Wednesday, August 21, 2013

Working Dreams

For a dream cometh through a multitude of business; and a fool's voice is known by multitude of words.  Ecclesiastes 5:3
Daydreaming is so fun! Daydreams can encourage, uplift, and entertain. You can do anything well in a daydream. (See, that's the good side of that overactive imagination!) But daydreams don't really DO anything. They don't change your schedule. They don't put words on a page. They don't put in practice time on your instrument. They don't read the books. They don't try new cooking techniques. They don't master any skills. 

Most of us stop at the daydreaming. We don't go on to actually do what it will take to get us where we would like to be.  There are several reasons why we stop at daydreaming. 

Dreams Don't Work Unless You Do.
Image via pinterest

1. Change is uncomfortable. Growth is uncomfortable. You will mess up. You might fail. You might embarrass yourself. I would rather have temporary periods of mistakes than get to the end of my life and realize I could have done more. Realize that I wanted to do more but I took myself too seriously. 

2. Change is hard work. It's easiest to not do anything. Not memorize the Bible. Not practice the piano. Not write the blog post.  Mastering a new skill is much harder than just daydreaming about it. You'll have to practice and try again. Try again and practice some more. Get frustrated and keep on trying. It's much easier to watch tv or only do what you are good at. 

3. Change is intimidating. No matter how good you get someone else is always better. Don't compare yourself to other people. Be the best God would have you to be. Let Him sort out how He wants to use you. 

4. Change brings criticism. People who are doing something- anything- are always criticized. Usually by people who are doing nothing. Even the "best" in a field receives criticism. Find what God wants you to do and do it to please Him. If pleasing God is your motivation it will be easier to ignore what others think.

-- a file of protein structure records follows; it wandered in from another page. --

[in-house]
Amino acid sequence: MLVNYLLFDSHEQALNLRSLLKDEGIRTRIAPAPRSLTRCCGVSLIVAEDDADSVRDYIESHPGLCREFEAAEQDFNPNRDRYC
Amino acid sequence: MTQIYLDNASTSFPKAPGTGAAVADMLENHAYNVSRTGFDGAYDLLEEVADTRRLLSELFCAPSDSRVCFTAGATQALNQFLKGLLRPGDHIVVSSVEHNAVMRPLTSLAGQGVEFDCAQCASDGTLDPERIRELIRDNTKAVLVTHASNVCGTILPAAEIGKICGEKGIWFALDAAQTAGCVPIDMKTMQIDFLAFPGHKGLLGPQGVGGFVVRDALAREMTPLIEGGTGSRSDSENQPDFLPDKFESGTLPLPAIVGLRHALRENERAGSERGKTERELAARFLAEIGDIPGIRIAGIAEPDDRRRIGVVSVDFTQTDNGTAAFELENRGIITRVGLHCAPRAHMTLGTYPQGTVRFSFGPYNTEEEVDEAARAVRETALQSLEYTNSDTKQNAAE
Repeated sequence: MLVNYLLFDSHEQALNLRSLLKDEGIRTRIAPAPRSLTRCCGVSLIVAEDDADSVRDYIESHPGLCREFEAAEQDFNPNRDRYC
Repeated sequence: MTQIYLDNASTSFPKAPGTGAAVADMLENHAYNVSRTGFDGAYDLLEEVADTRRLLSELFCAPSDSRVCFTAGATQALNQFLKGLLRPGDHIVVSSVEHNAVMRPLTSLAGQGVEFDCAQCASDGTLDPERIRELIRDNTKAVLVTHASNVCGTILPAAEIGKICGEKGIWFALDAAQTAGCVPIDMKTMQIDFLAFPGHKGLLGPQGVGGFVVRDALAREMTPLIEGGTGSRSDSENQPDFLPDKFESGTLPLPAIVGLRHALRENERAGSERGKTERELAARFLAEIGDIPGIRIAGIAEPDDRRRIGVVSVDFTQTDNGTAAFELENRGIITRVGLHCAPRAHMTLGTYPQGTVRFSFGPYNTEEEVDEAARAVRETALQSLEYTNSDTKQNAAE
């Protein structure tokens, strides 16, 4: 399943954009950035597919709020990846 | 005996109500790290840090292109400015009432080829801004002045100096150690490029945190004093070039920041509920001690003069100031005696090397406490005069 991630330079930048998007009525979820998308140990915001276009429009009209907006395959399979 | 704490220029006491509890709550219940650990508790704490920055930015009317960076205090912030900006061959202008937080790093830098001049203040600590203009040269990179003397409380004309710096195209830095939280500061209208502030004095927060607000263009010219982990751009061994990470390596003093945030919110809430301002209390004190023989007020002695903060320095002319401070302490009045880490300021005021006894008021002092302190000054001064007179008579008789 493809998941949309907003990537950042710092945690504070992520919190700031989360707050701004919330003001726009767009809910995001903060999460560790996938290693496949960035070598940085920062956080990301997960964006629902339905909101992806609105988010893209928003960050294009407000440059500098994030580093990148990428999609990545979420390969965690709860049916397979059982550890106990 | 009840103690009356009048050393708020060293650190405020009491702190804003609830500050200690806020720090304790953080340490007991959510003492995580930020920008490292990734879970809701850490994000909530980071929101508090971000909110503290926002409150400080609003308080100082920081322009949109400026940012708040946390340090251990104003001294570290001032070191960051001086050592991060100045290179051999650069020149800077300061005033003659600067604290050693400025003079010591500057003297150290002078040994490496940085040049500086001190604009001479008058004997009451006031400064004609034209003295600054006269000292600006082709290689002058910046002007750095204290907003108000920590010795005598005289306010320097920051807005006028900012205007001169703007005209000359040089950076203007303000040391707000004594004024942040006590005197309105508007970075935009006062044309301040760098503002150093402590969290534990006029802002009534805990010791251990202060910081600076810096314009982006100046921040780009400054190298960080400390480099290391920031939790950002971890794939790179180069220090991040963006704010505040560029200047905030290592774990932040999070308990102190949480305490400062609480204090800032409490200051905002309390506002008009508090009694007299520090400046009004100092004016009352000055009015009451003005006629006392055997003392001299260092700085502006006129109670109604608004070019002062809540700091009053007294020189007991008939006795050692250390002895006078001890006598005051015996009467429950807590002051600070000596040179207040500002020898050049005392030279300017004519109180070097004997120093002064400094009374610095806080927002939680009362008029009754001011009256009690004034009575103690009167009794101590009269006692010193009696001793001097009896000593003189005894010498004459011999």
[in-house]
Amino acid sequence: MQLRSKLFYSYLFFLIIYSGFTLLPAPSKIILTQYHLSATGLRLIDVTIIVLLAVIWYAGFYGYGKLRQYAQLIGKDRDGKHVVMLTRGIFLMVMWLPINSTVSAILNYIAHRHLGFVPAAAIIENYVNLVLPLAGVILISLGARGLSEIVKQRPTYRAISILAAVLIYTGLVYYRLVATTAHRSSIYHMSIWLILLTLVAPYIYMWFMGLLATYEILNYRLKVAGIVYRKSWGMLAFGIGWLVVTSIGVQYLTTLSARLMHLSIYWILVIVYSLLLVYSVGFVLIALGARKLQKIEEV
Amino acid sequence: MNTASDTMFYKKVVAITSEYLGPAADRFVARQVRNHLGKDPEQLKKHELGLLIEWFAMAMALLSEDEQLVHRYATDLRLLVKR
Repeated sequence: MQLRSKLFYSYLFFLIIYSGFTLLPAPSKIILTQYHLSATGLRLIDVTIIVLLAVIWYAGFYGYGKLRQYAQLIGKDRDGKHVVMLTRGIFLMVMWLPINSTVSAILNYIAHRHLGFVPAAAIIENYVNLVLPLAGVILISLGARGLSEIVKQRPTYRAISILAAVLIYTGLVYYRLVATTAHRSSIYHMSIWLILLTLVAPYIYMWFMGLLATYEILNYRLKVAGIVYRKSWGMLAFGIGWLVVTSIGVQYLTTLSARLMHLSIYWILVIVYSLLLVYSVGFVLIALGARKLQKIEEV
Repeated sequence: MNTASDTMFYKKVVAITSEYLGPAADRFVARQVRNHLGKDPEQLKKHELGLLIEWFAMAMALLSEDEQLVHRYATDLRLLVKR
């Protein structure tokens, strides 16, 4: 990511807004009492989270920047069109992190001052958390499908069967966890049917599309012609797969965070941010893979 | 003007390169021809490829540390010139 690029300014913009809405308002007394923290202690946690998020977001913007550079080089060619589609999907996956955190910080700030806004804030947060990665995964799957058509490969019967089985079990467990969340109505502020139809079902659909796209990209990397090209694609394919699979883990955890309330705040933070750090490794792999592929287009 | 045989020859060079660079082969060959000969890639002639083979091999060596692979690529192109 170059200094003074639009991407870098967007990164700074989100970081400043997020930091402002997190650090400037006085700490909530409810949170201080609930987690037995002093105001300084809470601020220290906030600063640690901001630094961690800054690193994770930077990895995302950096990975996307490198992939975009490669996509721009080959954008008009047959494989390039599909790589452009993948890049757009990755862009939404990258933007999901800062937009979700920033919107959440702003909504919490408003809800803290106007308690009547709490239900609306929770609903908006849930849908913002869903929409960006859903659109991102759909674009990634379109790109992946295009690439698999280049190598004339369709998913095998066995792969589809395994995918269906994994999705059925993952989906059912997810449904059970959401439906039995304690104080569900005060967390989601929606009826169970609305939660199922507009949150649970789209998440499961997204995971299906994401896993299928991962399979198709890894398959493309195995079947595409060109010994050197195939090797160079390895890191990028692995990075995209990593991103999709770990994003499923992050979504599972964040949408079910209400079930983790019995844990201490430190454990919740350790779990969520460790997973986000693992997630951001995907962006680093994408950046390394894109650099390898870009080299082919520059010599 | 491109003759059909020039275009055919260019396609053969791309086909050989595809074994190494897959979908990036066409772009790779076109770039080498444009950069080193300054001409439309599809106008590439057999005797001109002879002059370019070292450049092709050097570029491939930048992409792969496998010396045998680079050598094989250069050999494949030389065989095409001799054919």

The journey toward achieving a goal starts with baby steps. One page of music theory a day. Ten minutes of writing here. Three miles run in the morning. One new meal a week. Twenty  minutes taking pictures during naptime.  Consistent sprinting work is more productive than occasional marathons. Find what time you can. Work as hard as you can. Then stop and do the next thing. Maybe it doesn't seem much different today than yesterday, but give it a year. You'll make serious headway with 30 minutes a day for 365 days. 

That's 182.5 hours a year in just thirty minutes a day. 

That's four and a half 40 hour weeks. 

Over a month of working a full-time job toward your dream. 

Look at your end goal. I don't always feel like reading and playing and instructing my children. But I know what I want them to remember about living here, growing here. So I pray and do my part.  I don't always feel like putting in my music theory and technique work during quiet time, but I know what I want to achieve in the next month, the next year. 

The goal in life is not to do as little as possible. (Don't take a poll about that in Wal-Mart.) God wants us to work hard at whatever He gives us to do.  So sure, daydream. Figure out what your end goals are. But then...

Get to work. 

"A year from now you'll wish you had started today." 

No comments:

Post a Comment